Getting In Over Our Head.  Growth takes place by being asked to do something that we don’t have the ability to do yet. Conventional wisdom says that we if we prepare enough, we can be ready for almost any task. However, most preparation and practice doesn’t really prepare us for what that task is. What works better is when we have been given a task that we are ill-prepared to do that forces us to prepare ourselves. It forces us to study, pray, ask questions, and lean on the wisdom of others. Most of the great things that we do in life, we’re not prepared for at the moment. We are never fully prepared for raising children, marriage, entering new environments, or many of the jobs that we’ve been asked to do. But once we are in those positions, we find a way to learn what we have only learned on the job.  We don’t learn about parenting by reading a book and then having a child; we learn about parenting by having a child and then somehow figuring it out. Many people never get involved in ministry because they never feel prepared. The truth is, if it is worth doing, we probably won’t be prepared at the moment. But it is the task itself that prepares us.  (Luke 10:1-20)

Participating in a Cross-Cultural Setting. It has been said that we really don’t understand our own culture, our own family of origin, and our own background, until we are in an environment that is different than what we are accustomed to experiencing. It is only when we participate in other families, cultures, and settings that we can truly evaluate the uniqueness of those new settings. But even more, it is in those environments that we can, for the first time, begin to objectively look at our own experiences.  This is one of the reasons why it is so important for a church to be multi-generational, multi-ethnic, and multi-socioeconomic.  It is only when our experiences are evaluated against something different, that we can truly appreciate (both good and bad) the community, culture and experiences that have shaped us. (Acts 1:8)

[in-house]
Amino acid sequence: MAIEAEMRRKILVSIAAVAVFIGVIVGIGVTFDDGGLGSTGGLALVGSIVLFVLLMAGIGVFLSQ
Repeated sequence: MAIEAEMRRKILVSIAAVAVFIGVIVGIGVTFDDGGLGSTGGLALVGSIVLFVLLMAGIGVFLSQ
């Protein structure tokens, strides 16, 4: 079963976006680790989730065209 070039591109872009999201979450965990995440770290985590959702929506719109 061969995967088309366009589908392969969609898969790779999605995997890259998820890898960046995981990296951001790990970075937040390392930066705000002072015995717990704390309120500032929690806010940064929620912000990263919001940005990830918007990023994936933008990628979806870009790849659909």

Investing Sacrificially:  Something happens when we go from being a consumer to an investor. When we go from being a renter to an owner.  It has been said that the heart follows where we give our resources. Once we start investing our time, treasure, and talents in a community, we become deeply committed to the health and the success of that community.  Often it does not matter the initial amount or percentage.  You may be watching a football game, and someone says, “I will bet you 25 cents that Lions lose.”  Suddenly, you find yourself invested in the Lions.  It is not surprising that marketers know this as well.  Commercials are flooded with “introductory offers” where individuals can invest small amounts of money with a little commitment. However, they know that if they can get you to invest a small amount, now, like five dollars, that they are much more likely to get you emotionally committed enough to invest, and lose, large amounts later.  I have noticed that when a person takes the step and starts investing some of their treasure into the kingdom of God, their heart follows even more.  As Jesus said, “For where your treasure is, there your heart will be also.” (Matthew 6:21)

If you want to see your faith grow, one of the best ways is in an accelerator.